- “…Cells Shaped Like a Cross”
Jul. 20, 2010 — Some months ago I was sitting in a diner in Tucumcari, N.M., a small, shabby eatery on the western edge of town. Like many of the businesses on this lonely stretch of highway – what was once known as the Mother Road, the old Route 66 – the diner had surely seen better days. Still, it provided me with a plateful of corned beef hash and endless refills of my cup of coffee, really all I could have asked for on that particular morning.
The breakfast crowd was out in force, and I took the last available table. So when a couple of gentlemen entered the diner maybe five minutes after I got there, I gestured for them to join me. The two – a jocular fellow in a black cowboy hat and his taller, more taciturn friend – sat down and ordered, and by and by the former struck up a conversation. He was a hoot, that one, spinning tales of local cops and UFOs and telling jokes about as bawdy as they come.
After a while he asked me what I do. “I write about science,” I said. “Biomedical imaging, that sort of thing.” It was my standard response to questions about my job.
My new friend leaned forward and said, in a tone that fell somewhere between conspiratorial and accusatory, “Hey, I read the other day that, using imaging, researchers found the most basic of cells, the glue that holds life together. And you know what? The cells were shaped like a cross.”
At first I wasn’t entirely sure of his meaning, so I smiled and said something noncommittal about the terrific advances in the field. But then the other fellow – the taciturn one – spoke up. He said, slowly, deliberately: “It really makes you think about the religion vs. science question, doesn’t it?”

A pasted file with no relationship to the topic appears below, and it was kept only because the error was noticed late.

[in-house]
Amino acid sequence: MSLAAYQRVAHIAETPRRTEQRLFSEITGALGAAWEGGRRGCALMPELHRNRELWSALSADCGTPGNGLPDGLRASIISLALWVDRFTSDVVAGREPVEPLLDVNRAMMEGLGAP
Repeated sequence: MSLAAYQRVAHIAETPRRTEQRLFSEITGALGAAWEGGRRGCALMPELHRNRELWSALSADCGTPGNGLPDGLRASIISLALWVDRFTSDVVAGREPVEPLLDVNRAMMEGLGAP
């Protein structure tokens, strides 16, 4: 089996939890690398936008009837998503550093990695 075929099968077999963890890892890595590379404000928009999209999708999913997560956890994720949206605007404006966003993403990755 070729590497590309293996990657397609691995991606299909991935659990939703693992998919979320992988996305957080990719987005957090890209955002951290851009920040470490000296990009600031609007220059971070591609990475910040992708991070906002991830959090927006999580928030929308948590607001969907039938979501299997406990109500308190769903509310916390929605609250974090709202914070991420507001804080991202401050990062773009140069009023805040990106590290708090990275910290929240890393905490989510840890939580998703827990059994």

* * *
The tension between religion and science has existed for centuries, probably since the first time a caveman fired up a Bunsen burner to separate salt from water. In recent decades, however, it has grown ever more politicized and institutionalized. So much so that we now see among huge swaths of the population a mistrust of science generally – not just of particular areas of study that might challenge, for example, religious views about the origins of man.
It’s not a matter of ignorance, as I’m sure many would like to believe; my tablemates in Tucumcari clearly weren’t dummies. And that’s what worries me. We live in such a hyperpartisan, politically charged age that many people will accept the party line eagerly and uncritically. Thus, if politicians on the right seek to undermine and even delegitimize the efforts of the research community – a project Chris Mooney suggests is well under way; see his The Republican War on Science – folks will almost reflexively come to view those efforts as inherently suspect. (This obviously cuts both ways: Those on the left are often happy to accept fallacies about conservatives and the conservative movement.)
Or maybe I’m just cynical in my old age. What do you think? Is there a general mistrust of science in the US? If so, how might it impact the research community?
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